I was playing with OpenGL on my PC. After reaching a certain level, I wanted to see the same on my Android phone. Here are the insights.
I started my OpenGL journey by implementing simple applications. Here you can enjoy my first demo (;
That was pretty good for a start. If you would like something similar, then there are plenty of good educational materials. Some are free, others cost a few protein shakes. I like these two.
- V. Scott Gordon – Computer Graphics Programming in OpenGL with JAVA Second Edition
You might prefer a different one, depending on your language and particular library.
After having the basics done, I decided to try to run this on my Android phone. It’s Java, “write once, run everywhere”, right? My #1 wish was that this stays true for the application code. Let’s have a look on how well it went.
Eventually, it worked out, mostly. And I was able to satisfy my #1 wish, having single source code across all platforms. But it took me more time than I originally thought.
Note that it was much harder to find tutorials and good reading. The most useful were these two sources.
- Official Android OpenGL ES documentation.
- Dan Ginsburg – OpenGL ES 3.0 Programming Guide 2nd Edition.
Interesting issues appeared during the journey. I named put them into two categories: "Solvables" and "Careables". Solvables are the ones, which can be solved by the system architecture. On the other hand, careables can’t be entirely solved. You need to care well enough so your user won’t notice them.
JOGL VS Android OpenGL ES. These are two Java Open GL wrappers. They are very similar, but not exactly the same. So I ended up abstracting them and creating separate Tyracorn application containers. The application can then be launched in any container. This allows me to support Nintendo (make it fun for my lovely kids (; ) and other platforms later on.
The container pattern also turned out to be a great solution for unified handling application lifecycle, various input sources, and assets. And the best is that I can easily add drivers for various sensors, cameras, or robotic pizza restaurants.
There is an interesting difference inside the shader language. OpenGL ES doesn’t allow you to define a sampler array and then refer to its elements by anything which isn’t a constant. This effectively means that it’s not possible to write a loop to apply multiple textures. This led to a number of if statements, where each branch has the same code with a different texture.
Working across different screens. The main thing is that aspect ratio dramatically changes. If you tune everything for the landscape orientation, then the portrait one won’t work. I implemented a way that things like camera or UI components have the ability to decide their properties based on the display size. And everything can change during the runtime. This is not difficult to do, but it eats away a good chunk of your time.
Finally, let me mention the nuances of Java. As of today, Android doesn’t support all Java 8 features out of the box. There are two choices on how to deal with that. The first way is to introduce additional tools that can pre-process your Java 8+ code to work on Android.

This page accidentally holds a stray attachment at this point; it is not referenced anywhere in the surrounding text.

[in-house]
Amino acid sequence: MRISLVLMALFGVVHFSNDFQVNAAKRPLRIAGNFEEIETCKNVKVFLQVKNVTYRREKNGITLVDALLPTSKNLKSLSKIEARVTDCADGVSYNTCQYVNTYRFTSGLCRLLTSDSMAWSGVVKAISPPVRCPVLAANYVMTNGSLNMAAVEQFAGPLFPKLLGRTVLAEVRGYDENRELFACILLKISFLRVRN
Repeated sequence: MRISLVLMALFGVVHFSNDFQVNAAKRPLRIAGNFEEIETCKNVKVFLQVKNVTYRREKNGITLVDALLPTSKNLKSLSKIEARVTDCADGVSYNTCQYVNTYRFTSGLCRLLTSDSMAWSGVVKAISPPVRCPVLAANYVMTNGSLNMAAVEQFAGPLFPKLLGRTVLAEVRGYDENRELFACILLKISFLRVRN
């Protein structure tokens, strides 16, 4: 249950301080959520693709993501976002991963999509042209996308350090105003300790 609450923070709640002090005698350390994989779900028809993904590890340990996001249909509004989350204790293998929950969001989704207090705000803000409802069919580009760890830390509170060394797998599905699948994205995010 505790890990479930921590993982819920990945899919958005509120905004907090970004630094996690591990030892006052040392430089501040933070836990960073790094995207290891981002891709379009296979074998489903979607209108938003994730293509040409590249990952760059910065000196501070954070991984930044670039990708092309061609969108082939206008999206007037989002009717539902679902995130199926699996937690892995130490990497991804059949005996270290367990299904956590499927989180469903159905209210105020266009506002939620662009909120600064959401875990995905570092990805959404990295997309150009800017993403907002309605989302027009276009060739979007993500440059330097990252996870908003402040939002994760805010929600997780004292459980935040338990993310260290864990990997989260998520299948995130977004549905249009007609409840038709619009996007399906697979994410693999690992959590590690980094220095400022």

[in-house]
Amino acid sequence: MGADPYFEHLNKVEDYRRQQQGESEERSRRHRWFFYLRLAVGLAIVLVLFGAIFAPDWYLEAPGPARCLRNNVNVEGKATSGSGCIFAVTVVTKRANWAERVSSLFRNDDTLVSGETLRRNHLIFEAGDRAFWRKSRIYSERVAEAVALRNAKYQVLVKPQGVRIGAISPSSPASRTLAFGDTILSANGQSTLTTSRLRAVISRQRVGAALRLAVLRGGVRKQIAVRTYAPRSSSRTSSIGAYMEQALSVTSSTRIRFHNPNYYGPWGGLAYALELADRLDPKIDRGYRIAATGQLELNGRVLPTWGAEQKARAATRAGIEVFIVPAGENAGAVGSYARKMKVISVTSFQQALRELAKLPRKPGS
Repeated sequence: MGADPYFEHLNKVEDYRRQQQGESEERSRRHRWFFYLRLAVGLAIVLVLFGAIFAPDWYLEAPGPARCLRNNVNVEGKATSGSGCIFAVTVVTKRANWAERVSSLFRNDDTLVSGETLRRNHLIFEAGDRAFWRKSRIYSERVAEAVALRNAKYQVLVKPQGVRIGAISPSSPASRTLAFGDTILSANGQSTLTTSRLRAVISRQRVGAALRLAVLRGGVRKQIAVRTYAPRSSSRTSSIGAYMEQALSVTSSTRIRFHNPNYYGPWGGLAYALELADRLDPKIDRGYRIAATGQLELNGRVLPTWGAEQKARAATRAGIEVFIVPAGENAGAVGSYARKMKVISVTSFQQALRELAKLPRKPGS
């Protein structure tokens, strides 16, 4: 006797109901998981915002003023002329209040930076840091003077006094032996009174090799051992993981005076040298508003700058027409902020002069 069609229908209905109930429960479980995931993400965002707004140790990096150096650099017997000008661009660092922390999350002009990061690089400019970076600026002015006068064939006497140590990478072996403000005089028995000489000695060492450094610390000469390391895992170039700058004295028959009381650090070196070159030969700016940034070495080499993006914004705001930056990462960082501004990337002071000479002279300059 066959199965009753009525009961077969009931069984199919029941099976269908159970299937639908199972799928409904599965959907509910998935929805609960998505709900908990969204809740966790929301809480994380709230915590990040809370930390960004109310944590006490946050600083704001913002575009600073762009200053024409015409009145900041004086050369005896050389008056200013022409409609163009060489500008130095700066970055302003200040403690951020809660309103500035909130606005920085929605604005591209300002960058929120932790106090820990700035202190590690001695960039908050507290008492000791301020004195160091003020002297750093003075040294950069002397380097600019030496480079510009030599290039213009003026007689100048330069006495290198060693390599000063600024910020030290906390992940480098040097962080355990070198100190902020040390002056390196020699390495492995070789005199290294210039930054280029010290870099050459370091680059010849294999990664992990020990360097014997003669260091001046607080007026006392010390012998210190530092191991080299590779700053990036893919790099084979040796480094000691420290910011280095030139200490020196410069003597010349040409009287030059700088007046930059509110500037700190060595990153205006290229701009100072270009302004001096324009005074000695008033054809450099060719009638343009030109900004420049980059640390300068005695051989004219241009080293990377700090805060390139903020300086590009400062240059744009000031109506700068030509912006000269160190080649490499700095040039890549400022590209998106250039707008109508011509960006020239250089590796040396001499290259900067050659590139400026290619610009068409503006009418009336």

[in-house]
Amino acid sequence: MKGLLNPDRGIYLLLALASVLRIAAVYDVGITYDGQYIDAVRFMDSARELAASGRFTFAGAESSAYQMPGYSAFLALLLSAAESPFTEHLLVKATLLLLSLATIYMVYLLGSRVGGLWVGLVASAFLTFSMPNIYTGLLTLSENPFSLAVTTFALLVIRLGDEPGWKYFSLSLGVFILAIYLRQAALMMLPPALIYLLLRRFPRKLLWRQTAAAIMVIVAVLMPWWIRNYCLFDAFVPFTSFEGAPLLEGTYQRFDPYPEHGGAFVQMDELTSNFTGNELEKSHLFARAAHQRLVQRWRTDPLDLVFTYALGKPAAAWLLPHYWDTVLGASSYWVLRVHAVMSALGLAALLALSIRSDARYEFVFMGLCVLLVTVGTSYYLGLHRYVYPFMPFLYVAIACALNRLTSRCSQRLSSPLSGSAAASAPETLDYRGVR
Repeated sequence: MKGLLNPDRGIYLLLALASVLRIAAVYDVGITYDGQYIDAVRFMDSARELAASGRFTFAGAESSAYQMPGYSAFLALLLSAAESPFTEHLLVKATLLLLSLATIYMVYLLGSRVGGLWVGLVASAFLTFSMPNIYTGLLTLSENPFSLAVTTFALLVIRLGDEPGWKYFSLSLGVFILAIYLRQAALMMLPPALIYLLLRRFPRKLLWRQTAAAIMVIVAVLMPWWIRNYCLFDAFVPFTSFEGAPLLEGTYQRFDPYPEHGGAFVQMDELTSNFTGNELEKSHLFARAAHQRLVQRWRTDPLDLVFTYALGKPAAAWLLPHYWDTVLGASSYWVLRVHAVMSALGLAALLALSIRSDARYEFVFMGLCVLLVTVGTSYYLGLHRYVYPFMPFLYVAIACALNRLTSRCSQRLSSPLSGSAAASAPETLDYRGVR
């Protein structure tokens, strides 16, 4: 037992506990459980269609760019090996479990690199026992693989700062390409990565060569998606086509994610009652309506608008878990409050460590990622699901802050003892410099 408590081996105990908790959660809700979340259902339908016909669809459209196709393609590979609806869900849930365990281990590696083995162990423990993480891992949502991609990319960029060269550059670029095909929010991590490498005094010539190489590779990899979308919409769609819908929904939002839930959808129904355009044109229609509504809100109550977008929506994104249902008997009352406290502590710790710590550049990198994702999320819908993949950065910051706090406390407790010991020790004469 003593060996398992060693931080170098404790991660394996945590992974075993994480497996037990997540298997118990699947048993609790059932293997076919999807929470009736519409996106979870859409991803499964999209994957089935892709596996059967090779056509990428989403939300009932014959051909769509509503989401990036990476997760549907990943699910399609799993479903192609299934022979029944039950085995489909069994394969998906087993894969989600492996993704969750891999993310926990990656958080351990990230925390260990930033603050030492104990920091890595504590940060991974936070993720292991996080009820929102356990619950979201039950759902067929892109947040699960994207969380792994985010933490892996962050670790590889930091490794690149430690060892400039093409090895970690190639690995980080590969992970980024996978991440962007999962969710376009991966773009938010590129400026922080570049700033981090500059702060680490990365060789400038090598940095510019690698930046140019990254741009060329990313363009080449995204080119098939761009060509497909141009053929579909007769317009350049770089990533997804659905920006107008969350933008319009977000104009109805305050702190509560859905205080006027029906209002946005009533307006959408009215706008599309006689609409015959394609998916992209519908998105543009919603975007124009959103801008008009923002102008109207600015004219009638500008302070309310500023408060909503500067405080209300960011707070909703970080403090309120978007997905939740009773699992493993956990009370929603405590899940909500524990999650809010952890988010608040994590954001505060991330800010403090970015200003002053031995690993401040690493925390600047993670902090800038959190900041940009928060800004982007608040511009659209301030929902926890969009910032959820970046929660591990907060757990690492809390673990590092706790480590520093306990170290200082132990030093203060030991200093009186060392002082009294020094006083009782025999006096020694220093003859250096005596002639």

The second way is to simply accept the Android limitations and write code according to that. I picked up the second way because I don’t like messing around with tools. At the same time, I really love easy to read standardized code. Therefore, I spend a lot of time to finding the code form which I like the best.
There are two major careables – precision and performance.
Precision is related to the z-buffer and floating-point numbers. When I first run my application, I discovered that my mobile phone uses lower precision than my PC. Interesting. The result is more noticeable z-fighting and shadow artifacts.
You might see other artifacts as well. In any case, you render objects close to each other. Typical advice on how to deal with these is about offsets and bias values. More advanced ones go into a way how to fake a higher precision. For example, split the scene into parts and render each of them with a separate z-buffer.
The first time tried to run the shadow light example, I was shocked by seeing something like 3fps while rendering a simple cube with shadow.
It took me a few days to discover that it was caused by two problems. The first problem was that I couldn’t specify empty color attachment during frame buffer creation in the OpenGL ES.
This didn’t make the program fail, but it made it run terribly slow and keep showing some error in the log. The second problem was related to mobile phone architecture.
Apparently battery life length is important, so they decided to use a different architecture to save some power. This lead to an extra shuffling in between memories which took time. The solution for this was to explicitly clear the shadow buffer right after binding, so the copying didn’t need to take place.
Although having all this in place, the performance on mobile is still much lower than on PC. For example, 3 shadow lights already cause noticeable slowness on the mobile. And when I implemented PCF to make smooth shadows, it was a disaster. So I decided to keep shadows ugly on mobile phones.
As a lesson, I plan to do these two things in the feature.
- Create separate versions of assets for different devices.
- Adjust scene funkiness based on the device.
Hope you enjoyed this one. If you would like to get the source code for all this and more, then please join me on Patreon.
I am already thinking about the next step. If you have anything you would like to see, then just let me know.
See you next time!